Problem Solving Creates “Deadly” Food Plot Strategy

By Fred Abbas

If you've ever watched our A-Way Outdoors television program or read any of our articles in Woods-N-Waters News, you know we invent our own hunting tactics. If you own any of our A-Way Hunting products, you would also know we invent our own products. The reason is very simple: There are problems with every hunting aid that will eventually cost a hunter their quarry, and there are problems that ultimately surface during every type of hunt.
 We believe there is a solution to every problem, and we first attempt to recognize exactly what the problem is and why it’s a problem. If this involves a hunting aid, we isolate and then remove the weaknesses and build on its strengths. By the time we are finished, the product looks much different from its counterparts and is patentable.

If you own or lease land for deer and turkey hunting, you know the greatest component to continued success is food plots. Food plots can never be outlawed because hunting near them is a legitimate, legal tactic. It's only a matter of time before baiting in Michigan and elsewhere will be eliminated. This is now especially true now that farmers have ethanol to enhance their income. (Note: This article was authored before chronic wasting disease was discovered in Michigan and prompted the baiting ban in Michigan’s lower peninsula.)     

Strategically placed food plots are designed to attract deer and turkeys to your property, and proper plantings are designed to hold animals on your land. We use a variety of Whitetail Institute products with outstanding attraction power and they give deer the high protein needed to enhance antler growth. Does also benefit by having healthier fawns.  You've heard that variety is the spice of life, and truer words were never spoken when it applies to planting food plots — especially for deer. However, when hunting food plots, you must solve some problems. The problem isn’t the food plot, but the way most mature bucks approach or leave a food plot, and the way most hunters hunt the plots. The more I thought about the problems, the easier they were to identify.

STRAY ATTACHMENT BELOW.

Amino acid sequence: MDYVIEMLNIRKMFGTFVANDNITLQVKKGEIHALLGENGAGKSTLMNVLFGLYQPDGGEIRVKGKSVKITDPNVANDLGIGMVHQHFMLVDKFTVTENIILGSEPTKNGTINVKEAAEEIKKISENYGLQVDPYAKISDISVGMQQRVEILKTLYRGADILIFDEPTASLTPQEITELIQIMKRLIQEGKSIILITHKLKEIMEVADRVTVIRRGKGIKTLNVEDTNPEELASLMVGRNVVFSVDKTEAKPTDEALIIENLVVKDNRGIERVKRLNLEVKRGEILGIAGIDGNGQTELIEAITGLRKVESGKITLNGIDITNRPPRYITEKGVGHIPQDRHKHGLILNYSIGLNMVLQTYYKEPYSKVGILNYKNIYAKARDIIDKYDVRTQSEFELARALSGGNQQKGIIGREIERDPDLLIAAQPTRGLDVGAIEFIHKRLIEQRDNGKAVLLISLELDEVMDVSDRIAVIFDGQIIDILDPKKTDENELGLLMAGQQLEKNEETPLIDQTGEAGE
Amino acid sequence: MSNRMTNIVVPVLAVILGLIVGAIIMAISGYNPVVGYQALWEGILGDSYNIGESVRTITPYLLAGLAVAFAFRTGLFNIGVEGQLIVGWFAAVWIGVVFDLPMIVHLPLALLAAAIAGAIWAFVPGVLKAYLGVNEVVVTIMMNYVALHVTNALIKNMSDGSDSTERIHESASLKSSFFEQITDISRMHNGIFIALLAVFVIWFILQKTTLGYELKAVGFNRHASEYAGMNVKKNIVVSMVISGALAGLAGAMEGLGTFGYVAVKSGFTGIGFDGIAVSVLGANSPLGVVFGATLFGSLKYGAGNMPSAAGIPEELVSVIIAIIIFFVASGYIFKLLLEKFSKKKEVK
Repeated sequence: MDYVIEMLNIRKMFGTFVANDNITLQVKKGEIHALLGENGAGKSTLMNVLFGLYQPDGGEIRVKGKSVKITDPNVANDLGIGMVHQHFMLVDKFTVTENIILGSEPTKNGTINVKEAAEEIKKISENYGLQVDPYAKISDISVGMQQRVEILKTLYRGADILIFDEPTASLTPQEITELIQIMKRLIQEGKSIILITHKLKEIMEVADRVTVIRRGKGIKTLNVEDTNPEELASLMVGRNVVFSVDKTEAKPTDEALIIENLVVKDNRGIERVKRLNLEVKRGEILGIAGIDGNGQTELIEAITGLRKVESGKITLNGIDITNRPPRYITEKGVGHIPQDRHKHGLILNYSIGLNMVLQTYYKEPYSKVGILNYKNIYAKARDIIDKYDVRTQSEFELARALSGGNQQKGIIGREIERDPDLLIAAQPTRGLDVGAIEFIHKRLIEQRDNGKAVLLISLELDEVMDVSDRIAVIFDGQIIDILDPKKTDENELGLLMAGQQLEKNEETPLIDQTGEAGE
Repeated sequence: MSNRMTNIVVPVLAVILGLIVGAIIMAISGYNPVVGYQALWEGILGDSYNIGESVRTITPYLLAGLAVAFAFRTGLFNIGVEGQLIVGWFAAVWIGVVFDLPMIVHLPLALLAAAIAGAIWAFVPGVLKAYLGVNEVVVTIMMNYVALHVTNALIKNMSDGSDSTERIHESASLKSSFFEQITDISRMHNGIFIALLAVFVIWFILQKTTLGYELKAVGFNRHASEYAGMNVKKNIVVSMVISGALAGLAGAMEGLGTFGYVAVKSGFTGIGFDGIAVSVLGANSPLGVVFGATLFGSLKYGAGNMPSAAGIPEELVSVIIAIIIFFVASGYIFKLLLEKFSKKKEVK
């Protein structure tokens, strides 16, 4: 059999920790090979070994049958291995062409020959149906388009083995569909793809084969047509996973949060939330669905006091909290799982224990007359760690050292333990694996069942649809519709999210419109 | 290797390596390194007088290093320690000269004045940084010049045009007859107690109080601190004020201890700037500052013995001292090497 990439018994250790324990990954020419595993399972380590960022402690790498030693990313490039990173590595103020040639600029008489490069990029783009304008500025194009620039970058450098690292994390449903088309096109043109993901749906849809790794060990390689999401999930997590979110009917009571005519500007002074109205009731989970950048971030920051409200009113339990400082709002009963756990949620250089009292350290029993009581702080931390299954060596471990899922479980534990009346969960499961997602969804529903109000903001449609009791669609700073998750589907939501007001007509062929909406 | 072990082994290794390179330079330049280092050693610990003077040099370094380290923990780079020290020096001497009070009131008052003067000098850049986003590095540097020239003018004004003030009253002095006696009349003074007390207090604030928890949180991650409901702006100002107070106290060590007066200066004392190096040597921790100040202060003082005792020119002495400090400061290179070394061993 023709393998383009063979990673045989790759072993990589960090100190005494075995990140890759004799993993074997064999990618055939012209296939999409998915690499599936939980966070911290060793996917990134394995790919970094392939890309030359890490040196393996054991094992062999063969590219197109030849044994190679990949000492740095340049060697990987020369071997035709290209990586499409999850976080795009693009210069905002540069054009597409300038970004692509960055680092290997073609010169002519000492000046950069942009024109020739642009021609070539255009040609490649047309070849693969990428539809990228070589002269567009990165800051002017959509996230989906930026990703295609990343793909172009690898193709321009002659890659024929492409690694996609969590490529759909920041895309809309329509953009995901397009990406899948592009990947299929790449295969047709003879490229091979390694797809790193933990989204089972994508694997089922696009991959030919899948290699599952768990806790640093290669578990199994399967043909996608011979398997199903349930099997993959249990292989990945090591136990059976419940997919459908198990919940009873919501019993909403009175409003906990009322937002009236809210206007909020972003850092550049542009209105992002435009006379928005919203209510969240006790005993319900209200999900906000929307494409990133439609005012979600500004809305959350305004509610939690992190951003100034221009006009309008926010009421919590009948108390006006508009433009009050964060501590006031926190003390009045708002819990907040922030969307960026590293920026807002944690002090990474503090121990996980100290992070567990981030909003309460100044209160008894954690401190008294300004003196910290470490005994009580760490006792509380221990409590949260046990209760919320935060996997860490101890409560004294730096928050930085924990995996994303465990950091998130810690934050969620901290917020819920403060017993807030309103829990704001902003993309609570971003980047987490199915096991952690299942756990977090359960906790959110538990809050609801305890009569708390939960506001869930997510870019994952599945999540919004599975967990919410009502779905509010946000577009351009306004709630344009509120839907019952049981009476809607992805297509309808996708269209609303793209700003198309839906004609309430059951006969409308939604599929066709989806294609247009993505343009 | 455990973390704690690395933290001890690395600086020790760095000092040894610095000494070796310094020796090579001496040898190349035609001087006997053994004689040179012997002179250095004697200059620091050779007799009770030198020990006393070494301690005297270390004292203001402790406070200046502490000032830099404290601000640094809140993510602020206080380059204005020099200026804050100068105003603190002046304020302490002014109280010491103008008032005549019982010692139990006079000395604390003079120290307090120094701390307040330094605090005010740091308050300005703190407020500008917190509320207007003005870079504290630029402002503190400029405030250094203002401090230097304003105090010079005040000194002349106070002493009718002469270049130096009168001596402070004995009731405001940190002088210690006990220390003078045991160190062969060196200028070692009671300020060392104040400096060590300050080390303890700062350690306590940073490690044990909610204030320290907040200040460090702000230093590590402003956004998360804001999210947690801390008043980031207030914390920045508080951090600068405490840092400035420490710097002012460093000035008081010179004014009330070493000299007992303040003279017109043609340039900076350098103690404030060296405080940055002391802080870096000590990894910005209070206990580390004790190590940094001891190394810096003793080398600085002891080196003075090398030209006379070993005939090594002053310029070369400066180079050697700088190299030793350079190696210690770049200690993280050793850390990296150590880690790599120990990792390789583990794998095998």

Problem No. 1: Many hunters place permanent blinds overlooking food plots and hunt the plot with a rifle or shotgun. Eventually, smarter, more mature deer will figure it out and become nocturnal, making the plot much less effective. That's if the big bucks don’t leave altogether. Remember, the idea of a food plot is to attract and hold deer on your land.  

Problem No. 2: Most bucks, especially mature bucks entering a food plot in the evening, usually stage in nearby woods before dark or enter the food plot during low light.  

Problem No. 3: Usually, mature bucks leave the plot before daylight. 

Searching for the Solution

The remedy is easy. Move the blind or stand to an interception point unrelated to the food plot. At least that's what we thought. Where it should be relocated created a further problem. Then, we needed to know what time deer were reaching the staging point and where that point was located. We also wanted to know if deer that left the plot before light went directly to bedding areas or lingered somewhere. If they lingered, where did they linger, and for how long?  

The only way that we could find the answers was by using trail cameras. We started in May at one of our most productive food plots, and then extended that to other farms, using eight cameras set near intersecting deer runs 500 to 100 yards from the food plots. It took us nearly five months to compile enough data to reveal the information.